Shining some light on the new Five Star system
PointRight Chief Clinical Officer Steven Littlehale
The Five Star overall score is comprised of three domains: Survey, Staffing and Quality Measures. In the July 2012 Technical Users Guide the survey domain is the same. This is not so for staffing and QMs.
There are three variables used in calculating staffing stars: actual staffing, expected staffing and national staffing averages. Expected Staffing is still calculated using data from the CMS Staff Time Measurement Studies but as of April 2012, MDS 3.0 data is used to calculate the RUG 53 groupers resulting in higher national averages for RN and Total Nurse Staffing hours, and the cut points for assigning “stars” are based on data through December 2011. (Last update was December 2008). Changes to two of the three variables mean a possible change in staffing “stars” even if your staffing numbers have not changed. This might be a good weekend to read Johnson's Who Moved My Cheese?
Analytically speaking, while your staffing numbers from your last 671/672 forms did not change, your RUG derived acuity leading to expected staffing, AND the cut points for star allocations did change, therefore scores will change. In a study of 13,413 facilities, PointRight found that these two changes resulted in 1485 SNFs (11.1%) experiencing a decrease in staffing stars and 1565 SNFs (11.7%) experiencing an increase in staffing stars. Of those SNFs experiencing a change, 622 SNFs (4.7%) had a decrease in overall Five-Star rating and 690 SNFs (5.1%) had an increase in overall Five-Star rating. Bottom line, your staffing rating might have changed even though your staff or residents did not.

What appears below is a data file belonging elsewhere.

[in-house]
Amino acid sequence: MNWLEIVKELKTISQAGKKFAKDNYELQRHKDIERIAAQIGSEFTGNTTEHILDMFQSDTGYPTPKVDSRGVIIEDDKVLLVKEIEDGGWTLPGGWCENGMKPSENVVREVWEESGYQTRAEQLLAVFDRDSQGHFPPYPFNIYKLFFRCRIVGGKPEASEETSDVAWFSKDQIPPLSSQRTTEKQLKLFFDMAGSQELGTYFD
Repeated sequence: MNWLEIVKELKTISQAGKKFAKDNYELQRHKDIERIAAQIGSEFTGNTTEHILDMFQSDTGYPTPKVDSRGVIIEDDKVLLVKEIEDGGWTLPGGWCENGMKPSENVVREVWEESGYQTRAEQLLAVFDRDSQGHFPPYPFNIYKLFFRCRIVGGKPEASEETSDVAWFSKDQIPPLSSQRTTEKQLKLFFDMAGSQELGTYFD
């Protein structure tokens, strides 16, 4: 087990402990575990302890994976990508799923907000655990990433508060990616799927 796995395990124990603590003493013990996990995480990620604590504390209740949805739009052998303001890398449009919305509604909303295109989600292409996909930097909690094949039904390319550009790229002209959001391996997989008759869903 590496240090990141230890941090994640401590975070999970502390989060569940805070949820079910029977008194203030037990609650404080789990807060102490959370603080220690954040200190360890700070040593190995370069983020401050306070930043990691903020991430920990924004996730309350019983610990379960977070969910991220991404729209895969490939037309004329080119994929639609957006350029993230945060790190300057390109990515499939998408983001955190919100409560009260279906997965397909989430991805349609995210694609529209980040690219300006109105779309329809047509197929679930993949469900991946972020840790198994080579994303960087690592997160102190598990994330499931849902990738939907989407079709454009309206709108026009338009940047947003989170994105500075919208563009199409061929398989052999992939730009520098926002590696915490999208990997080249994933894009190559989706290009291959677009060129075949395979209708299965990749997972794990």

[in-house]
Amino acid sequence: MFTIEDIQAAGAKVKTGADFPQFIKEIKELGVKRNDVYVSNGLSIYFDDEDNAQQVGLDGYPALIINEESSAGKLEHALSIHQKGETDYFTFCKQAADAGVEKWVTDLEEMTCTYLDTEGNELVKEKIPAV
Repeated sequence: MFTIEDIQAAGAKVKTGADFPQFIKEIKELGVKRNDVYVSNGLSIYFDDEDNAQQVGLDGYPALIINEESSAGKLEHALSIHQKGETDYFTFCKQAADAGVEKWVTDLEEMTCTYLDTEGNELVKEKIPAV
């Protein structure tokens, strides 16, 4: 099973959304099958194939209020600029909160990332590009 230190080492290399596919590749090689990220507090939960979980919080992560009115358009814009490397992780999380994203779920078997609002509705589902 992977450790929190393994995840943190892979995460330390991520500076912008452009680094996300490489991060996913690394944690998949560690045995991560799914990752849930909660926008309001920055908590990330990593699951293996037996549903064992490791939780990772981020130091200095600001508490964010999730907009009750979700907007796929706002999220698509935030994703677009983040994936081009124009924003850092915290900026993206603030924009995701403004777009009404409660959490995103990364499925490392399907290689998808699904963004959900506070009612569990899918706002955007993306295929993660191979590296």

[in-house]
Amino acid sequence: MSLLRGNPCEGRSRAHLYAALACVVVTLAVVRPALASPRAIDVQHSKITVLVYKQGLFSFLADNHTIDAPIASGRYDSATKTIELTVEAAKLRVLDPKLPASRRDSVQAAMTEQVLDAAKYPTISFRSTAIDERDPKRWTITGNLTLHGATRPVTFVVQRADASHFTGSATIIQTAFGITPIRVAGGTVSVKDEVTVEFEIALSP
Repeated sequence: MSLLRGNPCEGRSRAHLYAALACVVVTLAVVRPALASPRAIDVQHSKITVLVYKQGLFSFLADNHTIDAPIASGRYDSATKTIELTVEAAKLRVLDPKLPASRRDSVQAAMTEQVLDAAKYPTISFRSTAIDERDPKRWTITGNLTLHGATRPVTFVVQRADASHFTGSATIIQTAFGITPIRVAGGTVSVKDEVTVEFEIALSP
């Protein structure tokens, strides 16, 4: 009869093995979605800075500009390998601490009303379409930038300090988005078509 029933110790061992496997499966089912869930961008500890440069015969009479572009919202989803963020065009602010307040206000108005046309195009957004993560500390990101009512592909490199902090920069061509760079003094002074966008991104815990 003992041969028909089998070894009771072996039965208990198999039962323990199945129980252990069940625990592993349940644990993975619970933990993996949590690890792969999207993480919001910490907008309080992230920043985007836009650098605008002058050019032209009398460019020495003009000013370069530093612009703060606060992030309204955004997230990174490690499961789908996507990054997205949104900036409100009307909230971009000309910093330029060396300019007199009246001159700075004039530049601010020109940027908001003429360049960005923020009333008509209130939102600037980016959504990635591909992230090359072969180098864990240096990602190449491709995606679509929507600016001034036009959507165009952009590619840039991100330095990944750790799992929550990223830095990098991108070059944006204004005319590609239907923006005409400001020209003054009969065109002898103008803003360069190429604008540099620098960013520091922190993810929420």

For the QM component, CMS has chosen nine 3.0 measures to include in the composite score. Seven from the Long Stay Population and two from the short stay population. These ‘familiar' measures come with new definitions of long- and short-stay populations, changes to the scoring process and a new point system. In the world of Five Star, the impact these changes had on the QM composite scores resulted in 33% of SNFs with an increased QM score, 33% of SNFs with a decreased QM score and 33% of SNFs with no change in QM score. Providers pay heed: comparing your old QMs to the new QMs is unproductive from a clinical operations perspective.
The take-home message for operators, providers, consumers and other stakeholders is to look a little deeper into the overall Five Star Scores this month, as the changes you see may be no more than someone ‘moving the cheese' as opposed to a shift in performance.